Today I am convinced of three things: To anchor turkeys consistently you need good chokes, you need good shells, and sights are a really great idea.
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Understanding the AR Platform (Craig Boddington)

Let’s accept that what we call the “AR” is a controversial firearm. It’s widely demonized by the anti-gun crowd, but even among shooters it receives a mixed reception. Those who love it, really love it, but many of us have more traditional tastes. There are a lot of shooters from my generation who aren’t crazy about the AR platform, and I believe that, in part, it’s because many of us simply don’t understand them.

Kyle Lamb Hunting with an AR
Retired special ops Sergeant Major Kyle Lamb is among many who rely on the AR platform for most of their hunting. It’s what Kyle is most familiar with, and he sticks with it.

Now, I know I need to be careful! The only gun writer I know who had the temerity (or ignorance?) to say bad things about the AR in a Friday-night blog post woke up Monday without a career. (A shame, really—he’s actually a good friend of mine!) So, let me be clear: From my standpoint, there’s nothing bad to say about the AR. Gene Stoner’s 60-year-old design remains a fantastic firearm! (For those who don’t know the AR’s history, Stoner delivered the AR10 in 7.62×51 in 1955. His engineering team-mates, Robert Fremont and Jim later scaled it down to the AR15 in 5.56x45mm.)

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Double Rifle Cartridges (Craig Boddington)

What do you think of when someone mentions double rifles? For many, the double rifle conjures romantic thoughts of nostalgia and tradition. In the United States, we tend to think of the double rifle as a large caliber specialist, meant only for dangerous game. In Europe, however, double rifles are favored for driven game thanks to the fast second shot. There’s no reason why a double rifle (of the appropriate caliber, of course) couldn’t be effective in the US for black bear, wild hogs, or any close-cover hunting where shots beyond a hundred yards are unlikely.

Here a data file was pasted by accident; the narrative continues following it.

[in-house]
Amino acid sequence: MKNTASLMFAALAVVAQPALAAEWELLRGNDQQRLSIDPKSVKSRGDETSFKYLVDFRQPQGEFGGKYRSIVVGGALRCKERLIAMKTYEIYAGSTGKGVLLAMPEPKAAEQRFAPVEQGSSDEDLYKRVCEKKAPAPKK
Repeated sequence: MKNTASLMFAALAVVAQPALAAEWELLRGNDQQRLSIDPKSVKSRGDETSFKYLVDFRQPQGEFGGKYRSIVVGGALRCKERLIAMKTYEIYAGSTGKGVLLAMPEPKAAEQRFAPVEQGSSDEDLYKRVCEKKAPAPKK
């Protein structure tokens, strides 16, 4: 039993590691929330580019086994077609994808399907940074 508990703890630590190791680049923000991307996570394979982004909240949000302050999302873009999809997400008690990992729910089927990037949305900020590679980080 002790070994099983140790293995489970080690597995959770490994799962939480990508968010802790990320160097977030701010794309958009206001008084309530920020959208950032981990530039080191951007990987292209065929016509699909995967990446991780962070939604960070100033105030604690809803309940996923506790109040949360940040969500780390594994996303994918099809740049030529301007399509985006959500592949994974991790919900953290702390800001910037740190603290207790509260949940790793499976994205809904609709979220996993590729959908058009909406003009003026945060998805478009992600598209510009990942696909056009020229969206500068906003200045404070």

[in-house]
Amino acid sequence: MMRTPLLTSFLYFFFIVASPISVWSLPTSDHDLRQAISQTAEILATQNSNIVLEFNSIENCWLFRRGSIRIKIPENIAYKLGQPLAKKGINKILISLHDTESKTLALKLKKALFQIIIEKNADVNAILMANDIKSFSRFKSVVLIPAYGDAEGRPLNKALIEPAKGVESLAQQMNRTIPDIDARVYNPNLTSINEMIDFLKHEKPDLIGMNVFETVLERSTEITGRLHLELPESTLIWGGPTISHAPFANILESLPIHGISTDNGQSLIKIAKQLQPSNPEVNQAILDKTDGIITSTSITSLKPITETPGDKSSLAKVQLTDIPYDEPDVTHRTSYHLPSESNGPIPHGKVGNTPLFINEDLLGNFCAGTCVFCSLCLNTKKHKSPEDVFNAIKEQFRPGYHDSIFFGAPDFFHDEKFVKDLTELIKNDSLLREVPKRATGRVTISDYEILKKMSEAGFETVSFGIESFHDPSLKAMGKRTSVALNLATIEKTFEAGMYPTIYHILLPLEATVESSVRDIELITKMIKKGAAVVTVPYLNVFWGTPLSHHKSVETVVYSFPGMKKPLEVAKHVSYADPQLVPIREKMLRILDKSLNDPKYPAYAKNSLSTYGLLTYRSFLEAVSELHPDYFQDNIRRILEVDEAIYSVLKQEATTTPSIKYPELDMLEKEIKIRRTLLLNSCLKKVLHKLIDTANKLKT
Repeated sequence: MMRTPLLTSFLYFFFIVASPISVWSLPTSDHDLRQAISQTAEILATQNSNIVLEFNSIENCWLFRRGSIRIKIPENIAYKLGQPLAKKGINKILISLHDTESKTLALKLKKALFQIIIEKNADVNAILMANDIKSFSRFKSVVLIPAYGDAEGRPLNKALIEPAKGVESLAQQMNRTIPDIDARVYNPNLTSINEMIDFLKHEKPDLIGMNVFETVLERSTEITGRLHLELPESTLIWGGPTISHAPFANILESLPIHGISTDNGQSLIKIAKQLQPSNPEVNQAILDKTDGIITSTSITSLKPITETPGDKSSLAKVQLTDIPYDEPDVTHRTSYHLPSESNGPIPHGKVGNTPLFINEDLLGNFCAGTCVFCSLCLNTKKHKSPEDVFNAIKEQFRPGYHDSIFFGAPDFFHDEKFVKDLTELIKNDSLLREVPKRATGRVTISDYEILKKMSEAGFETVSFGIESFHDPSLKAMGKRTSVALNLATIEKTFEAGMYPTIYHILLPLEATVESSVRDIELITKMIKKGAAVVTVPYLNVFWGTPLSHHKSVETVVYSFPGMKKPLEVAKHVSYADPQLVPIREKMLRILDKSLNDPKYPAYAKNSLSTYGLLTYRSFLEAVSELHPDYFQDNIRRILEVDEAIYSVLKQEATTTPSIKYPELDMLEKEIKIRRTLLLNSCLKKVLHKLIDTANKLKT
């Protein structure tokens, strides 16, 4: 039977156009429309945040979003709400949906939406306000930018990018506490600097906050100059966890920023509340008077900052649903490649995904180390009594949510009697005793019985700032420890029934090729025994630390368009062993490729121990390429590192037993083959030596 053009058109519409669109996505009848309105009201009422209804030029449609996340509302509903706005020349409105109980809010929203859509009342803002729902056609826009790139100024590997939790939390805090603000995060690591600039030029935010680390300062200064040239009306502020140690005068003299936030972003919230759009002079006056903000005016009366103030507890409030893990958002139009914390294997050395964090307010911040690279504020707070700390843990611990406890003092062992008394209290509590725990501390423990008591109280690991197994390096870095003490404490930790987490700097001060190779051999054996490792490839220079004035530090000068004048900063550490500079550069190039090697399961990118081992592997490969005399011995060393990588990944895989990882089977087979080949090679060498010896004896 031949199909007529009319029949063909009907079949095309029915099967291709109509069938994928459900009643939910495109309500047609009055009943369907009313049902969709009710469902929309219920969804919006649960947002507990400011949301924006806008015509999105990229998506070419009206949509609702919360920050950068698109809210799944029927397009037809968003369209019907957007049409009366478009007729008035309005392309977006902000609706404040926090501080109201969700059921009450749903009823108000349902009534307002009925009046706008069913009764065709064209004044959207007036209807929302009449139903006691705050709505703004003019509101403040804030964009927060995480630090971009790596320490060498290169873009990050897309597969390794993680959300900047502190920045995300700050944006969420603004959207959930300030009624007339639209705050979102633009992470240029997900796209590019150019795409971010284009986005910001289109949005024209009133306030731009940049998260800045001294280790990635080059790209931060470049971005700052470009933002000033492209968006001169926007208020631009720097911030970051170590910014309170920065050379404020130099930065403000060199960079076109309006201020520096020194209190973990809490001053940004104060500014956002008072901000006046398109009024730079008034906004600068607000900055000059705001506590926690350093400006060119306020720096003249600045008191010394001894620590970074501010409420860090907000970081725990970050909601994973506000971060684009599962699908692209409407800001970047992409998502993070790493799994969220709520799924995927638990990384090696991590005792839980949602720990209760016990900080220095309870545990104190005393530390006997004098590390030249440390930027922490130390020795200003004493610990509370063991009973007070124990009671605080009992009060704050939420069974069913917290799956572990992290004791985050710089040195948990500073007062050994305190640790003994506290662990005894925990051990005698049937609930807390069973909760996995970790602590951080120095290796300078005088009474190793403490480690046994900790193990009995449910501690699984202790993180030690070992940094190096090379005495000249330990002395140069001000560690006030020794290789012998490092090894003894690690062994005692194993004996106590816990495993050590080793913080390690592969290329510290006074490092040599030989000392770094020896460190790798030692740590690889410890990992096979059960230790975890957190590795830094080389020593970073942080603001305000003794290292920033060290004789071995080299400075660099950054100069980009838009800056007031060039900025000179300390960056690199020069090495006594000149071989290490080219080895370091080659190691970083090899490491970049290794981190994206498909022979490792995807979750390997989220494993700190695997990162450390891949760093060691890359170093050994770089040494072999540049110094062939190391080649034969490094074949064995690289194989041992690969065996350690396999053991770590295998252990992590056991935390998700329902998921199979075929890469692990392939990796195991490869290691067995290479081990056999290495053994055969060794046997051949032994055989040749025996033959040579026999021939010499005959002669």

Gordon Marsh shooting a Sabatti double rifle in Mozambique
Gordon Marsh of Wholesale Hunter on the range in Mozambique with a scoped Sabatti double in .450/.40003”. This rifle accounted for three buffaloes over the next few days.

Although modern manufacturing techniques have lowered the costs of purchasing customizing a double rifle, they’re still generally more expensive. The double requires more hand-fitting, and getting both barrels to shoot together is a time-consuming process. The double is the least accurate action type, but it’s a short to very medium-range arm…and nothing is faster for delivering a second shot.

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Scope Mounting (Craig Boddington)

First of all, please note that I didn’t use the title “scope mounting made easy.” I don’t find this chore easy! It is, however, essential to get it right.

Rifle accuracy is a slippery concept; with an unfamiliar or new rifle, you don’t really know what kinds of groupings are possible, or what loads will work best to get the grouping you want. On the other hand, when accuracy is noticeably worse than expected or if a rifle inexplicably shifts zero or won’t come into zero, troubleshooting becomes a process of elimination. A bad scope isn’t impossible, nor is uneven bedding, nor a bad barrel, but the first thing I check are the scope mounts, and they are often the culprit.

Detachable mounts have come a long way in recent years. This is a Leupold detachable, allowing me to have both an Aimpoint red-dot sight and a scope pre-zeroed for this .375. Detachables are usually more complex, and assembly must be correct to attain repeatability.

I am mechanically challenged. Changing a tire taxes my abilities, and mounting a scope approaches my limits. I hate messing with all those tiny little screws; I admit, I tend to break screws and strip screwheads. Although these little mistakes keep my local gunsmith in business, I do manage to do it myself most of the time.

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Gordon Marsh: Hunting in Mozambique with Craig Boddington

Mozambique was colonized by European explorers–in this case, Portuguese explorers–in the late 15th Century. It gained its independence in 1975, but suffered through a civil war until 1992. Throughout the wartime period, poachers destroyed much of the country’s varied wildlife population, but today, the government works with several organizations on wildlife restoration and conservation efforts.

I was recently privileged to share a hunting camp with Craig Boddington in Mozambique through Zambeze Delta Safaris. ZDS has maintained a vast hunting area for the past 24 years, and its anti-poaching efforts have restored much of the wildlife. (On our trip, for example, we learned that they’re in the process of reintroducing more than two dozen lions to the area.)

Myself and Craig Boddington with one of the buffalos taken during the trip.

Craig and I were there to hunt buffalo and plains game. We went in late October, which is supposed to be at the end of the dry and cool season.  However, it was unseasonably hot this year—temperatures ran as high as 115 degrees in the shade during the day and in the 90s at night. Thankfully, the last few days of our hunt cooled down considerably, and we enjoyed some comfortable days and cool nights. Below, you’ll get a day-by-day report of what we did on our safari and our experiences with Zambeze Delta Safaris.